Interior Scene with Books and Writing Implements
Edo period (1615–1868)
early to mid-17th century
Two-panel screen; ink, color, and gold leaf on paper
Image: 66 1/4 x 74 in. (168.3 x 188 cm)
H. O. Havemeyer Collection, Bequest of Mrs. H. O. Havemeyer, 1929
Not on view
The two-panel format, an innovation of the period, fosters an intimate feeling. Here, the focus is on the contrast between the complex arrangement of implements on the shelves and the simple figure of what appears to be a sleeping child—probably a boy—in unarticulated space.
Genre painting enjoyed great popularity from the late sixteenth century until the advent of ukiyo-e prints in the late seventeenth century. This exquisite screen is typical of the Kan’ei era (1624–49), when candid scenes of sensuous and cultivated brothel life came into favor over the previous generation’s preference for depictions of outdoor activities. The dominant image of a bookcase, with its objects of scholarly pursuit—ink, brushes, books, scrolls, a flower arrangement, and incense utensils in the tray on the top shelf—evokes a literati atmosphere.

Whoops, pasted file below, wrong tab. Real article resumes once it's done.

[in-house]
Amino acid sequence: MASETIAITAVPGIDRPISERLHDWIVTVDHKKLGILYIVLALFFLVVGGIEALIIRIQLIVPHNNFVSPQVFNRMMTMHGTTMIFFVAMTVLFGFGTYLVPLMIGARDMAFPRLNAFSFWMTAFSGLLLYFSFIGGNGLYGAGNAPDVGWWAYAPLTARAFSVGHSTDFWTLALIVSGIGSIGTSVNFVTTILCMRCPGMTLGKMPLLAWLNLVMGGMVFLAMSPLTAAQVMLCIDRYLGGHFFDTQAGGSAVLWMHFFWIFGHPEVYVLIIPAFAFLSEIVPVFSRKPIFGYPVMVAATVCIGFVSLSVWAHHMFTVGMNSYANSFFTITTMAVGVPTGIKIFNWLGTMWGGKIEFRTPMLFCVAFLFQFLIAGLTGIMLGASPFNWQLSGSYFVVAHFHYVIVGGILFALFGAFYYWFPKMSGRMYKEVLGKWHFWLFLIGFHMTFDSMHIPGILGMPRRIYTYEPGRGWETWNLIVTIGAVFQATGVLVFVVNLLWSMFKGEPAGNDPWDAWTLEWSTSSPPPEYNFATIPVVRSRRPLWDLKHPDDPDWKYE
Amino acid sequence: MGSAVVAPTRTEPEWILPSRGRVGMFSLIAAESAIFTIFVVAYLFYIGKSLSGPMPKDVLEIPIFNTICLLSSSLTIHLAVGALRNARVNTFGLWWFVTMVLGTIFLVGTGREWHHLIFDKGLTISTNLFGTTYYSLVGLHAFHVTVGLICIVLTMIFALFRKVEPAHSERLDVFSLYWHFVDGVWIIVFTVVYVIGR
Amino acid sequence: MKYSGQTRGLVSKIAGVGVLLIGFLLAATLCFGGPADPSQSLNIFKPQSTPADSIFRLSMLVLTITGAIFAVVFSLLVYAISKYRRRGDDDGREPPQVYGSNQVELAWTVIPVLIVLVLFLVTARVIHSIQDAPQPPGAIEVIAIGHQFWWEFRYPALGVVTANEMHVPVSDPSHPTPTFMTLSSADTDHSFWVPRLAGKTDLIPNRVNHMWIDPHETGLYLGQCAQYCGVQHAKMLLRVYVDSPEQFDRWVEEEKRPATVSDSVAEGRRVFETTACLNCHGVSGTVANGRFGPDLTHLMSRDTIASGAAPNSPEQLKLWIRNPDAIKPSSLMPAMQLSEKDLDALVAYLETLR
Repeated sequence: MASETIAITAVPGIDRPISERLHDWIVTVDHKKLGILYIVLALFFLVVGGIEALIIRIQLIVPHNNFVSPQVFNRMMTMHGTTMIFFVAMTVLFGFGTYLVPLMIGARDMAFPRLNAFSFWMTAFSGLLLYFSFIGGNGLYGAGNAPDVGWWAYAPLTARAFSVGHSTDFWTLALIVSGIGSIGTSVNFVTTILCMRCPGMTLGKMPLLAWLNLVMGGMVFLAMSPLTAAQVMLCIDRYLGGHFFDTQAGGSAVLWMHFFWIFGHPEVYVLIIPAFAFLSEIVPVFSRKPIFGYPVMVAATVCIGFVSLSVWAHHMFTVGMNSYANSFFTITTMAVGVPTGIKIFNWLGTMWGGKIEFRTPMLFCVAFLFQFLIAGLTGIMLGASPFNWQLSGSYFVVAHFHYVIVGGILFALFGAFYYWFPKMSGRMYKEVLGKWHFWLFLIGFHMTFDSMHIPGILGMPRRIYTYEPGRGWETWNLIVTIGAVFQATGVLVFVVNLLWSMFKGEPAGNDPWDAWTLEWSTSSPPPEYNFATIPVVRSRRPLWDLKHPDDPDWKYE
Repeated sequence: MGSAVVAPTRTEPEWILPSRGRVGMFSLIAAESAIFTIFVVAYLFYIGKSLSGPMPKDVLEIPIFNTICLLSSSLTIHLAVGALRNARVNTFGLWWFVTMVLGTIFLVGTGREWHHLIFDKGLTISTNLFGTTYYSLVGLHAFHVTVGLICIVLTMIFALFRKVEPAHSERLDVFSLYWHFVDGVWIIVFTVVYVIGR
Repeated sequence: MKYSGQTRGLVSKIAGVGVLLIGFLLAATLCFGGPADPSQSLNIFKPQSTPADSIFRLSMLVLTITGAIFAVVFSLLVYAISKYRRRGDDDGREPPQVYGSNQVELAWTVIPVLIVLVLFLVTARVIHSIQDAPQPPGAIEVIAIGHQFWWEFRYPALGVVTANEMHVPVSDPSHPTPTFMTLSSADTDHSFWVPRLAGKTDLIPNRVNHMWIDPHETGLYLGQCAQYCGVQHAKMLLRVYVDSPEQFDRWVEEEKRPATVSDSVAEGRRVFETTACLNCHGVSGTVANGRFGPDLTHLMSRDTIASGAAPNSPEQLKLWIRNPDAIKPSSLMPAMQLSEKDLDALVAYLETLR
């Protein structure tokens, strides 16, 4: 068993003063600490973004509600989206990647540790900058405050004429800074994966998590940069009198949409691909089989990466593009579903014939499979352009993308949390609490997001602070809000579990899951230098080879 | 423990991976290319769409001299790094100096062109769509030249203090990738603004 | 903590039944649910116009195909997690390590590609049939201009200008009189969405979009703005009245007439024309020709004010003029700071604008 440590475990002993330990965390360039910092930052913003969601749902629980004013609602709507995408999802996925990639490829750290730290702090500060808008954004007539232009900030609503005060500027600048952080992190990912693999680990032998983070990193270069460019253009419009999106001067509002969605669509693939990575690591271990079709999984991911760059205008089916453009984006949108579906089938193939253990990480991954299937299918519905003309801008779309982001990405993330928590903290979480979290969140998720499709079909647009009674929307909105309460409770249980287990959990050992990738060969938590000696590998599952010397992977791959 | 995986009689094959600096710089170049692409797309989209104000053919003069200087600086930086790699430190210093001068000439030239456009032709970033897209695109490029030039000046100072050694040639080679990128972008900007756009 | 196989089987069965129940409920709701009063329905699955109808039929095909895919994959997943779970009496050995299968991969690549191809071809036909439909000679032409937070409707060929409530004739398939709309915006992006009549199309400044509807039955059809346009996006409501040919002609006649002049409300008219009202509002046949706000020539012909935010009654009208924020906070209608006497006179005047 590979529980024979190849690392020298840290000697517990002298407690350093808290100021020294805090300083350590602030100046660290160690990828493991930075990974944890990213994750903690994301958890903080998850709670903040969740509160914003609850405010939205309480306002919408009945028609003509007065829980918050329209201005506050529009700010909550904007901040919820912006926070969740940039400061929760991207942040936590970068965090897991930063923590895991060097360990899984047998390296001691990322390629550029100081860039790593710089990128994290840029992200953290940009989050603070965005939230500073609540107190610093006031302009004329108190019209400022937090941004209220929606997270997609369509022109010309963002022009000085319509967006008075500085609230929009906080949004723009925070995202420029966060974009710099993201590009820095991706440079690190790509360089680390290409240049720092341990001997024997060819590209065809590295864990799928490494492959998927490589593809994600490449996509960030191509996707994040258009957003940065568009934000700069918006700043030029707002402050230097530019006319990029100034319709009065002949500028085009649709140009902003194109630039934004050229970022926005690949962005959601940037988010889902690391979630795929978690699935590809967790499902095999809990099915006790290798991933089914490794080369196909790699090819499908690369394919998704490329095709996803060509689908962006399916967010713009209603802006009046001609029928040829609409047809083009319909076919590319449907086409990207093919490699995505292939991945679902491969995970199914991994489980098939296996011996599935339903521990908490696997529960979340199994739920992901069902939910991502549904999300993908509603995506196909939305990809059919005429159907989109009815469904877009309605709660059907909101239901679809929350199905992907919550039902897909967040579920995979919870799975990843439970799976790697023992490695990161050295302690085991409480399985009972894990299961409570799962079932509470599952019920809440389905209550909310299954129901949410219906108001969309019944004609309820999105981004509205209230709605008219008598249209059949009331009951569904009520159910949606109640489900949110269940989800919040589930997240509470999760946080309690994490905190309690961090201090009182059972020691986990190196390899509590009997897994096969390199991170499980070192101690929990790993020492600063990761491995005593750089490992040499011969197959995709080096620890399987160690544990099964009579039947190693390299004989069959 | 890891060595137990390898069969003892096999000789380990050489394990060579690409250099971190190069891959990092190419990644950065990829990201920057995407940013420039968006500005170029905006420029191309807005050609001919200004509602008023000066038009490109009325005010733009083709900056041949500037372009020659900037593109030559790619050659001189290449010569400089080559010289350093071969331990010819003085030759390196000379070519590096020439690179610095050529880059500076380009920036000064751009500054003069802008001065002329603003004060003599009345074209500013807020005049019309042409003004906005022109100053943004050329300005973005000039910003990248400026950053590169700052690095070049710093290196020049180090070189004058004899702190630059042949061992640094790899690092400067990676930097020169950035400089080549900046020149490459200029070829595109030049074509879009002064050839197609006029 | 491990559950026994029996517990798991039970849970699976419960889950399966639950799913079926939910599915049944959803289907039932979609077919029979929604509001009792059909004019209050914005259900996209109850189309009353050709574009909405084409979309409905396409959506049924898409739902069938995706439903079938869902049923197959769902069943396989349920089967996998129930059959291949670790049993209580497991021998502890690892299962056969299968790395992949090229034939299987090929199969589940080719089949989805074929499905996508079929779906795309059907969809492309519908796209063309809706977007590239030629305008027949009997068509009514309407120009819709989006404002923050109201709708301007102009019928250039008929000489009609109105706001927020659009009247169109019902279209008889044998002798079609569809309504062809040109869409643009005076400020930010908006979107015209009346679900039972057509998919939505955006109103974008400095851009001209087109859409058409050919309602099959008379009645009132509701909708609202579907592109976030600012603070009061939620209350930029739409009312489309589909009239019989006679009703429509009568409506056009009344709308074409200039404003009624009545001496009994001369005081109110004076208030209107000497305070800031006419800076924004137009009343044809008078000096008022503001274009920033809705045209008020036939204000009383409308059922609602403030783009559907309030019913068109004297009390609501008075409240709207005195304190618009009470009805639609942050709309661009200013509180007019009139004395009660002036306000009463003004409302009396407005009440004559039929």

Mrs. H. O. (Louisine W.) Havemeyer , New York (until d. 1929; bequeathed to MMA)
New York. The Metropolitan Museum of Art. "Arts of Japan," November 5, 1991–December 15, 1992.
New York. The Metropolitan Museum of Art. "Immortals and Sages: Fusuma Paintings from Ryoan-Ji and the Lore of China in Japanese Art," 1993.
New York. The Metropolitan Museum of Art. "The Resonant Image: Tradition in Japanese Art (Part Two)," April 27, 1998–September 27, 1998.
New York. The Metropolitan Museum of Art. "Masterpieces from the Permanent Collection," July 2, 2005–November 29, 2005.
New York. The Metropolitan Museum of Art. "No Ordinary Mortals: The Human Figure in Japanese Art," 2007–2008.
New York. The Metropolitan Museum of Art. "Ukiyo-e Artists' Responses to Romantic Legends of Two Brothers: Narihira and Yukihira," March 27, 2008–June 8, 2008.
New York. The Metropolitan Museum of Art. "A Beautiful Country: Yamato-e in Japanese Art," November 20, 2010–June 5, 2011.